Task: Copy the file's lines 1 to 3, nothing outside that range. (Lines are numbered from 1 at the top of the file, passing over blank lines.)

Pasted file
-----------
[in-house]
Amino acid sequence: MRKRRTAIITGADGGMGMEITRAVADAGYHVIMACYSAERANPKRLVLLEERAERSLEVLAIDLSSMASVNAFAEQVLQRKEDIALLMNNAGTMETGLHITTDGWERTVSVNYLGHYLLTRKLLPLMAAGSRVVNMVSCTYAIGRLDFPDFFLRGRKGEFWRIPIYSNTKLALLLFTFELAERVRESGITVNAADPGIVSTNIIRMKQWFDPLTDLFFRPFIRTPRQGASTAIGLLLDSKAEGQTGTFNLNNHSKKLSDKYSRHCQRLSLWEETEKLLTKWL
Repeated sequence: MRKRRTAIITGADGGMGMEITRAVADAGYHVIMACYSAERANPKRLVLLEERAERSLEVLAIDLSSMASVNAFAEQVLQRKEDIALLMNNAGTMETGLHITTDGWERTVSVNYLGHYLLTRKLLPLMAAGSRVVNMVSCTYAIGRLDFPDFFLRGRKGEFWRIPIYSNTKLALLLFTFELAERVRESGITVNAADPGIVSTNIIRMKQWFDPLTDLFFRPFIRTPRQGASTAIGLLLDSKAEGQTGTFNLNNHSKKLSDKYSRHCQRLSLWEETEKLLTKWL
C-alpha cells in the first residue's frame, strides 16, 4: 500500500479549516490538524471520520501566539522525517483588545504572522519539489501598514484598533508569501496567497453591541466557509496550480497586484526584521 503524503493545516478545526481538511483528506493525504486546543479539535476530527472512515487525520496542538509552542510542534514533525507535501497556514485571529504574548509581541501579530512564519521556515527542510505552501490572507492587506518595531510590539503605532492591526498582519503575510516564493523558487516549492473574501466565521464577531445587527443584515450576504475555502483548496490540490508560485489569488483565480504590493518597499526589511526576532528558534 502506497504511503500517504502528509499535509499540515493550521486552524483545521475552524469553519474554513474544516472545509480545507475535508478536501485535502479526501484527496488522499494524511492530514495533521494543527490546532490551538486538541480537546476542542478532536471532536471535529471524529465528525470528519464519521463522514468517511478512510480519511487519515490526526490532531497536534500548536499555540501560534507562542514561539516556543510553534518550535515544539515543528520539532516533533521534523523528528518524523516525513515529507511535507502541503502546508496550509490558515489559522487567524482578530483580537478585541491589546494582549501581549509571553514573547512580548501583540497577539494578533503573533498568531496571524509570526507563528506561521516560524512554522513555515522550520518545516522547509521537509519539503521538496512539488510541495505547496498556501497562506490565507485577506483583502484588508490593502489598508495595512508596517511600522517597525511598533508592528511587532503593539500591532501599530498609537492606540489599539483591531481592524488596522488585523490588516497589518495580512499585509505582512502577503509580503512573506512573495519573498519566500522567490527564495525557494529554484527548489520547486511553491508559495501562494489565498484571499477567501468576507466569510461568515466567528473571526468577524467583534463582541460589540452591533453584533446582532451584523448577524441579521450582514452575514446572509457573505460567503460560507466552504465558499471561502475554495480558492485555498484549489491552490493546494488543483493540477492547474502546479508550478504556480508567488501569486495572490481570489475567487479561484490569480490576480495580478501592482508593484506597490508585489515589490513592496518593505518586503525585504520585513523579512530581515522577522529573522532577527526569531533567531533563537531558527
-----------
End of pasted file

[in-house]
Amino acid sequence: MRKRRTAIITGADGGMGMEITRAVADAGYHVIMACYSAERANPKRLVLLEERAERSLEVLAIDLSSMASVNAFAEQVLQRKEDIALLMNNAGTMETGLHITTDGWERTVSVNYLGHYLLTRKLLPLMAAGSRVVNMVSCTYAIGRLDFPDFFLRGRKGEFWRIPIYSNTKLALLLFTFELAERVRESGITVNAADPGIVSTNIIRMKQWFDPLTDLFFRPFIRTPRQGASTAIGLLLDSKAEGQTGTFNLNNHSKKLSDKYSRHCQRLSLWEETEKLLTKWL
Repeated sequence: MRKRRTAIITGADGGMGMEITRAVADAGYHVIMACYSAERANPKRLVLLEERAERSLEVLAIDLSSMASVNAFAEQVLQRKEDIALLMNNAGTMETGLHITTDGWERTVSVNYLGHYLLTRKLLPLMAAGSRVVNMVSCTYAIGRLDFPDFFLRGRKGEFWRIPIYSNTKLALLLFTFELAERVRESGITVNAADPGIVSTNIIRMKQWFDPLTDLFFRPFIRTPRQGASTAIGLLLDSKAEGQTGTFNLNNHSKKLSDKYSRHCQRLSLWEETEKLLTKWL